President Obama is fond of saying “we can’t cut our way to prosperity.”

Alex Cartwright of Intercollegiate Review asks a great question. Why not?

“We can’t cut our way to prosperity” – Why not?

Even though most speeches that politicians give to large audiences are filled with general terms and are designed to be replayed in sound bites, there is one line President Obama said during his most recent state of the union address that cannot be easily taken out of context or given a reconstructed meaning. The president clearly remarked that in light of record deficits and federal debt, “we can’t cut our way to prosperity.” Though President Obama followed that comment up with what sounded like a reasonable, bi-partisan, solution of combining tax cuts with revenue increases, he didn’t explain why we cannot ‘cut our way to prosperity.’ Why cant we?

The states that have been successful in getting their fiscal houses in order have done exactly that– cut spending– and revenues so that their government’s can’t continue to spend. The Wall Street Journal reports that “Nine states—including such fast-growing places as Florida, Tennessee and Texas—currently have no income tax, and the race is on to see which will be the tenth, and perhaps the 11th and 12th.” At least 5 other states are pushing for major tax cuts; in fact, Arkansas is considering cutting their income tax by as much as half. Our states have to maintain secure fiscal environments and stable, fair, tax policies in order to attract businesses, and if they are not effective in doing so then their economies will suffer.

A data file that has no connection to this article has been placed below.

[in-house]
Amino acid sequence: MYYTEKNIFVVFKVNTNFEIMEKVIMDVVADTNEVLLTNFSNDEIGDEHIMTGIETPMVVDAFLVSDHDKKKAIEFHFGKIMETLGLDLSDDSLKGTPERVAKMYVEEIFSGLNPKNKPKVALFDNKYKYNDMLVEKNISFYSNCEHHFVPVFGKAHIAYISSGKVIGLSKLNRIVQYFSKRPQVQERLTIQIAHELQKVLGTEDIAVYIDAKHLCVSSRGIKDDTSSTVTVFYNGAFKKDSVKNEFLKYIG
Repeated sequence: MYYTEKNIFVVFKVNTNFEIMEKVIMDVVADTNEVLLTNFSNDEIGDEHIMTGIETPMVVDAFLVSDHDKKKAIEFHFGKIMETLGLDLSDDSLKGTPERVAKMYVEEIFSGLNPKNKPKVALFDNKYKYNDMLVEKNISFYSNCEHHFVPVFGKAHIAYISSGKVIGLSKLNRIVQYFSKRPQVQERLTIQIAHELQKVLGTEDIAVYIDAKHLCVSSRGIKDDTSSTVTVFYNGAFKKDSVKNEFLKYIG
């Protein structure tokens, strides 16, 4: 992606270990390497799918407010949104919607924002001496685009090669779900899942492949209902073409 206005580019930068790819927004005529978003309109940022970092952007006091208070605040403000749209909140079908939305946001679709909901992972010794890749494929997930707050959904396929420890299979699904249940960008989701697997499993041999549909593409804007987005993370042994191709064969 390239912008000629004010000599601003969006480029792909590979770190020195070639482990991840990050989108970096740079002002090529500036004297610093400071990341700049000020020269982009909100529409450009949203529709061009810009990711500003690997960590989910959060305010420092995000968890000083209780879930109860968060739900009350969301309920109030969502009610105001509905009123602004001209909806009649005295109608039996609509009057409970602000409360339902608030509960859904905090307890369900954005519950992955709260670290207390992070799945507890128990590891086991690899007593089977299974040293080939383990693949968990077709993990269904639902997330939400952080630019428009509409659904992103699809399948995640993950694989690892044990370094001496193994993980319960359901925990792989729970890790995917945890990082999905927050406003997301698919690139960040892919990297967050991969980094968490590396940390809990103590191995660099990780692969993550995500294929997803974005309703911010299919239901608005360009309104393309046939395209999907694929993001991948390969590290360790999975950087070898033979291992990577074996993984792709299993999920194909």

Despite the action that the states have chosen to take to stay competitive, the federal government, and especially the President, want to take a different path. Though the President believes, as he said many times during his campaign, that “we need to wisely invest government dollars” in things that he see’s valuable, like green energy and other research projects, it is simply not possible to have a ‘smarter’ government make ‘better’ economic decisions.